4.2 Management of Patients with Polypharmacy

Polypharmacy could be an indicator of health conditions in patients with AF, distinguishing patients with a high-risk profile due to multiple coexisting medical conditions and assisting in the identification of frail patients. In addition to preventing stroke, it is crucial to manage symptoms and cardiovascular risk factors in patients with AF. In fact, the presence of multiple concomitant conditions is common in AF patients, leading to poorer quality of life and clinical outcomes [29]. The ABC pathway, an all-inclusive and coordinated strategy for AF management that involves stroke prevention with anticoagulation therapy (A), symptom control which includes rate control and rhythm management (B), and management of cardiovascular comorbidities and concomitant risk factors (C), could be exploited to aptly manage AF [30].

Patients with polypharmacy require specialized and intensive monitoring that focuses on their special requirements. It is crucial to carefully examine prescriptions to detect potential pharmacological interactions, assess the risks and benefits of each medication, and implement detailed monitoring plans. Implementing strategies to decrease unnecessary prescriptions or discontinue unnecessary lifelong medication is also important. Decreasing the number of prescribed medications could lead to a reduction in adverse events [21, 31]. For example, implementing specific approaches to cease the use of unneeded antiplatelet agents can help lowering the risk of bleeding [32]. Furthermore, the adoption of polypills might simplify therapeutic adherence and reduce the daily pill burden [33].

4.3 Limitations

Our study had several limitations. As this study had a retrospective nature and was performed using Korean NHIS-HealS cohort, Korean patients added to the cohort between 2002 and 2009 were analyzed in this study. Consequently, the use of antiplatelet agents as a stroke prevention option, the relatively low CHA2DS2-VASc scores in the population, and Warfarin as the only available OAC option at that time, known to increase the risk of bleeding events in Asian populations, contributed to the relatively low OAC prescription rate of around 20% in the new-onset AF group. The use of VKAs was relatively high and the proportion of NOAC usage was low. These factors may influence the effect of polypharmacy on the occurrence of major bleeding events.

5. Conclusions

By employing a ‘real-world’ AF cohort, we presented the clinical impact of polypharmacy on patients with AF. Although the rate of adverse outcomes is elevated in the polypharmacy group, contrary to previous studies, polypharmacy is not independently associated with poor outcomes, except in instances of major bleeding event. Such findings might be due to the concomitant increase in comorbidities, which also elevates the risk in the population without polypharmacy. In patients with AF, not only the efforts to reduce polypharmacy, but also the application of appropriately tailored medications for concurrent conditions, such as comorbidities, should be considered.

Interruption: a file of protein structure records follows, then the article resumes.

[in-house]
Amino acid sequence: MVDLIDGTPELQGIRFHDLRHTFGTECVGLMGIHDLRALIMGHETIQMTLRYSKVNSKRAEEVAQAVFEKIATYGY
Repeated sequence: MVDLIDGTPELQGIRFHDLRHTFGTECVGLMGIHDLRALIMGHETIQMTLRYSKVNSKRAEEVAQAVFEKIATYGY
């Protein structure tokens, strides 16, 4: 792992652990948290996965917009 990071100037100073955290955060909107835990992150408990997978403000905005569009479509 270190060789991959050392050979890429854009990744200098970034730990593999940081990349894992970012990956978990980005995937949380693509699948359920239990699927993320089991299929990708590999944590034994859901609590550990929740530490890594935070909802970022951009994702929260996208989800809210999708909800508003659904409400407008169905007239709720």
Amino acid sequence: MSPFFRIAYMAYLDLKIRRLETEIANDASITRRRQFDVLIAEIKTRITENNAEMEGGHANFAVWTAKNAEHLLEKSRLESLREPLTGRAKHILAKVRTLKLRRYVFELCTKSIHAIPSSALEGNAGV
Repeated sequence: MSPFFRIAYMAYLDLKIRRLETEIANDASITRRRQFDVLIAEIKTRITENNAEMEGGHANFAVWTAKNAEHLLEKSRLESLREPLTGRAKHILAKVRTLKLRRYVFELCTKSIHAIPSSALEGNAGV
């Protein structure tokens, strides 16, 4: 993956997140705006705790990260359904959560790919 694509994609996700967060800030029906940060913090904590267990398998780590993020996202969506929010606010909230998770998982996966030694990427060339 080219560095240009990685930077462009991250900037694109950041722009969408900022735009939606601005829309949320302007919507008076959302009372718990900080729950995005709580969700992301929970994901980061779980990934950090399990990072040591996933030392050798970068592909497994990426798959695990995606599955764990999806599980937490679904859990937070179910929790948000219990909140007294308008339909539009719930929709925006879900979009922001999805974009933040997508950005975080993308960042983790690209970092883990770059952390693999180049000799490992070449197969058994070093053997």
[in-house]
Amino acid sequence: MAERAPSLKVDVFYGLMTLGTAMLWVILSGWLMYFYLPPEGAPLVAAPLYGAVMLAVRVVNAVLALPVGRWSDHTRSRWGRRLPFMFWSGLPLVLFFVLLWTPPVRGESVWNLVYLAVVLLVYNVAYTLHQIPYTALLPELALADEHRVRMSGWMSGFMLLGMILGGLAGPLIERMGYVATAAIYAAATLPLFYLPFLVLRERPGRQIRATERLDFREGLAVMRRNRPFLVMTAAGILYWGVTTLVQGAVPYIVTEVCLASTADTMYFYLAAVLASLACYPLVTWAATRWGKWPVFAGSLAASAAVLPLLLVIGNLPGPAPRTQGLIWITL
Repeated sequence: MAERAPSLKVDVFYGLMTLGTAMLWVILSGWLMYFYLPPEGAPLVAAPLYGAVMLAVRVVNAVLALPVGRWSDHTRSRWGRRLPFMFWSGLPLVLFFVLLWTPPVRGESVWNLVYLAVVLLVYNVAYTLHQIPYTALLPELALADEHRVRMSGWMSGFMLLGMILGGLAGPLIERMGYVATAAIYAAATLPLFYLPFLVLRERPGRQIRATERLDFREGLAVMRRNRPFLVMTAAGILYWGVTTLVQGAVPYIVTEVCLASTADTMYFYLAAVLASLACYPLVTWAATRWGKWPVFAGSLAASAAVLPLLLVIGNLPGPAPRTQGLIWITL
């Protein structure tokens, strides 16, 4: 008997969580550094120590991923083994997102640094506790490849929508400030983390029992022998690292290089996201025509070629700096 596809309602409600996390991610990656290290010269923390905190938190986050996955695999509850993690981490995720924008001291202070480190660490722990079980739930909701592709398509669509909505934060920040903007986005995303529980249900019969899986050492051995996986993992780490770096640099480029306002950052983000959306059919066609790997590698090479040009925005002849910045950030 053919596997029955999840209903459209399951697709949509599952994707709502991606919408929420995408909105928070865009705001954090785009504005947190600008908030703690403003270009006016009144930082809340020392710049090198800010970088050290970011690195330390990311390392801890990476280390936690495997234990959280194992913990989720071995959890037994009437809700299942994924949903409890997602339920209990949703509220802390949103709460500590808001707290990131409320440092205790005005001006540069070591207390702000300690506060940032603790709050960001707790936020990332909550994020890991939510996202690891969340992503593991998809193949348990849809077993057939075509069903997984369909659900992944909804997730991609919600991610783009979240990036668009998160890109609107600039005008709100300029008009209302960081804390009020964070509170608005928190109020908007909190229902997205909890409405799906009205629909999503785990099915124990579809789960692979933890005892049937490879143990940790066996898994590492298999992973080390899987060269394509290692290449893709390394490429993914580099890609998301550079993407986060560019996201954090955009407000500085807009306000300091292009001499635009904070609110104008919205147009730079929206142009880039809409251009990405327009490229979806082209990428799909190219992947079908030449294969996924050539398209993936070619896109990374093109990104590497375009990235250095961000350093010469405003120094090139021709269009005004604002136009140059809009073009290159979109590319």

Availability of Data and Materials

The data sets generated and/or analyzed during the current study are not publicly available due to privacy concerns the policies of the Korea National Health Insurance Service Data but are available from the Korea National Health Insurance Service on reasonable request.

Author Contributions

These should be presented as follows: HJK, PSY and BYJ designed the research study. HJK and PSY performed the research. DHK, JHS, and ESJ provided help and advice on study design. HTY, THK, HNP and MHL provided help and advice on method of analysis. HJK analyzed the data. HJK and BYJ wrote the manuscript. All authors contributed to editorial changes in the manuscript. All authors read and approved the final manuscript. All authors have participated sufficiently in the work and agreed to be accountable for all aspects of the work.

Ethics Approval and Consent to Participate

This study was approved by the Institutional Review Board of the Yonsei University Health System (4-2023-0453). Due to the retrospective nature of the study and the utilization of the NHIS-HealS cohort data, the need for informed consent was waived.


The authors would like to thank the National Health Insurance Service of Korea for providing invaluable data.


This research was supported by grants from the Patient-centered Clinical Research Coordinating Center (PACEN) funded by the Ministry of Health & Welfare, Republic of Korea (grant no. HC19C0130).

Conflict of Interest

The authors declare no conflict of interest. Boyoung Joung is serving as one of the Editorial Board members of this journal. We declare that Boyoung Joung had no involvement in the peer review of this article and has no access to information regarding its peer review. Full responsibility for the editorial process for this article was delegated to Vladimir M. Pokrovskii and Buddhadeb Dawn. BYJ has been a speaker for Bayer, BMS/Pfizer, Medtronic, and Daiichi-Sankyo and has received research funds from Medtronic and Abbott. No fees were received, either directly or personally. The remaining authors have no other relationships or activities that could appear to have influenced the submitted work.